Harsh Northeast winter no hindrance to ticks
ALBANY, N.Y. >> Think you're safe from ticks because the harsh winter froze them or because you haven't been trekking through the woods?
Think again. Researchers focused on ticks and the debilitating diseases they spread say the heavy snow that blanketed the Northeast this winter was like a cozy quilt for baby blacklegged ticks that are now questing for blood as the weather warms up. And a researcher at New York's Binghamton University said Lyme disease-infected ticks aren't just in forests and fields.
"We're finding plenty of infected ticks in built environments, places like city parks, playgrounds, work campuses, college campuses," said Ralph Garruto, head of the school's tick-borne disease program. "What makes the problem worse is that people don't perceive of these environments as risky. If they were planning a camping trip, they'd think about how to prevent ticks. But they don't have the same consciousness when they're in town."
Blacklegged ticks, also called deer ticks, are susceptible to cold, and February was the coldest month on record for many Northeast and Midwest locales. But it was also an unusually snowy winter — the snowiest ever for Boston, which had 108.6 inches. That snow may have protected ticks from freezing.
"We know snow insulates," said Rick Ostfeld, an ecologist who has been studying ticks for two decades at the Cary Institute for Ecosystem Studies in the Hudson Valley town of Millbrook, New York. "So it makes sense that it would be protective for ticks. That leads to the hypothesis that more snow cover will lead to a higher abundance of ticks in the spring. But we need a long-time data set to test that hypothesis."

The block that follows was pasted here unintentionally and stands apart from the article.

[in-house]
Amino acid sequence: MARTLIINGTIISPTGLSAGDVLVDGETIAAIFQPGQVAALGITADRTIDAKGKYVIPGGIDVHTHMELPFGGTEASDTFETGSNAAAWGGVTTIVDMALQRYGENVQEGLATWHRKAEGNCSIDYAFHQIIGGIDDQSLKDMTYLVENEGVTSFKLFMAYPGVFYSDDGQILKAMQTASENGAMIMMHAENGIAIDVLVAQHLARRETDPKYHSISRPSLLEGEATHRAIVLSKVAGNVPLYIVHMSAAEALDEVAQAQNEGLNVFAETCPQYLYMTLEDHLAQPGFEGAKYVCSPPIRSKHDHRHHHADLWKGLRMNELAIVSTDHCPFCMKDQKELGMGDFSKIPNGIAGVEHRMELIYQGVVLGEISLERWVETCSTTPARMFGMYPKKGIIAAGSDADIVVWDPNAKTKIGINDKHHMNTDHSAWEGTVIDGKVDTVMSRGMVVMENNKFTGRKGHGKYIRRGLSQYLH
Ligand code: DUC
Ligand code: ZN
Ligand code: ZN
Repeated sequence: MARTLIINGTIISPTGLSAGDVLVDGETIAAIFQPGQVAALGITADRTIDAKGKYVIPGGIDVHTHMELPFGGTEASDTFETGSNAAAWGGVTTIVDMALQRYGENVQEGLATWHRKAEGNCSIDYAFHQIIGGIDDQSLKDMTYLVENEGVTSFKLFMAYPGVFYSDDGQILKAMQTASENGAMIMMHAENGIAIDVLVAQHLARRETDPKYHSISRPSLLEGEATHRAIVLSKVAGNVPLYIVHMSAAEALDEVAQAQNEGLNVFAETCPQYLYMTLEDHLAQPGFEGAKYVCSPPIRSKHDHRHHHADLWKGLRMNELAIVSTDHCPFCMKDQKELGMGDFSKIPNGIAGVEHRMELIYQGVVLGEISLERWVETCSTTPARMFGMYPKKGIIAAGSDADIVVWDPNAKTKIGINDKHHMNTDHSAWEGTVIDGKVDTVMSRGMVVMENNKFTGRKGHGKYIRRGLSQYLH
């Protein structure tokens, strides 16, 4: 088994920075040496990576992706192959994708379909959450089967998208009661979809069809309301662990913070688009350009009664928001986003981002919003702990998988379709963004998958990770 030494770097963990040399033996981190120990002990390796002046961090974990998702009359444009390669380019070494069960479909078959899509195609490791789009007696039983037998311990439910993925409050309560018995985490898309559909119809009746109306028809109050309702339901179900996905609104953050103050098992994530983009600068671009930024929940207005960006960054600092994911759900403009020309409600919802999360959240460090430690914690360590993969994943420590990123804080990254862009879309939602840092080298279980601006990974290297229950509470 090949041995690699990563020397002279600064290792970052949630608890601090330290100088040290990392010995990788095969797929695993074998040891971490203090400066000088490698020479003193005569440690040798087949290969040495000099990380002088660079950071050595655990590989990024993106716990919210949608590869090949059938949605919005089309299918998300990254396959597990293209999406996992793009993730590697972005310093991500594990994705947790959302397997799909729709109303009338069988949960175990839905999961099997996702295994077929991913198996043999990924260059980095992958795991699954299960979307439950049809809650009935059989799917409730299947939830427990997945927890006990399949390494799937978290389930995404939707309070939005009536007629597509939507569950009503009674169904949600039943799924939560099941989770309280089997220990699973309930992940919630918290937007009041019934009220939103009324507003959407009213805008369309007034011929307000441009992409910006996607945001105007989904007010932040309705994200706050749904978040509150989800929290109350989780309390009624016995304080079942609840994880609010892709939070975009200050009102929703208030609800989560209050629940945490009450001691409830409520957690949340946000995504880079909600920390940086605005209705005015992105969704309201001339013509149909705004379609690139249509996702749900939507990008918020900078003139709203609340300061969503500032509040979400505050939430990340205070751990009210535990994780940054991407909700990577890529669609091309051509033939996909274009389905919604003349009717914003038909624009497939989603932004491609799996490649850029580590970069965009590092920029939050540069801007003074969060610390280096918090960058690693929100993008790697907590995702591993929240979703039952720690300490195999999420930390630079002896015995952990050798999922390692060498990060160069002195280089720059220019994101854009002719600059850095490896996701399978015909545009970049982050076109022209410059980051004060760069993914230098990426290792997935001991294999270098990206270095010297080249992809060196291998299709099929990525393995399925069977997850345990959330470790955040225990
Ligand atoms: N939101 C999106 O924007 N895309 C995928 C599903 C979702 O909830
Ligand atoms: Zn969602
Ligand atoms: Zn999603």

A recent study by a group of Connecticut researchers found a higher number of ticks following winters with heavy snow cover, Ostfeld said. But Ostfeld's research has found a better predictor of the abundance of tick nymphs is the number of white-footed mice the previous summer. Tick larvae are infected with Lyme disease when they feed on infected mice. Larvae turn into poppy seed-sized nymphs and lay dormant until spring, when they can infect the host of their second blood meal.
"Based on last summer's mouse population, we'd expect a moderate to low abundance of nymphs this spring," Ostfeld said.
University of New Hampshire entomologist Alan Eaton said the heavy snowfall this winter could mean more ticks, but a dry spell later in the spring or summer could kill them off. How big a problem looms depends both on the size of the tick population last fall and future weather, he said. The tick population was strong in most of New Hampshire last fall, he said.
"We have the potential for a bad year, or it might not be bad at all," Eaton said. "It heavily depends on what happens from here on out."
In addition to Lyme disease, which causes flu-like symptoms that can progress to joint pain, fatigue and other debilitating symptoms, blacklegged ticks can also transmit other diseases like babesiosis, a bacterial infection similar to Lyme, and rare Powassan virus, which attacks the brain.
Garruto said his field research teams in the Binghamton area near the Pennsylvania border have recently found more ticks living around buildings, backyards, parks, and outdoor benches at shopping centers than in the deep woods. They found a third of 1,500 ticks tested were infected with Lyme.
"The quizzical thing is, we're not seeing the number of confirmed cases of Lyme disease in humans that we expect to see, based on the entomological risk," Garruto said. "We think that's because Lyme is way underreported here."
According to the Centers for Disease Control and Prevention, there were more than 27,000 confirmed cases of Lyme disease and 9,000 probable cases in the U.S. in 2013, with the greatest risk of infection in New England, the mid-Atlantic states and upper Midwest.
The CDC recommends daily tick checks after being outdoors, even in your own yard; using repellents; showering soon after being outdoors; and calling a doctor if you get a fever or rash.
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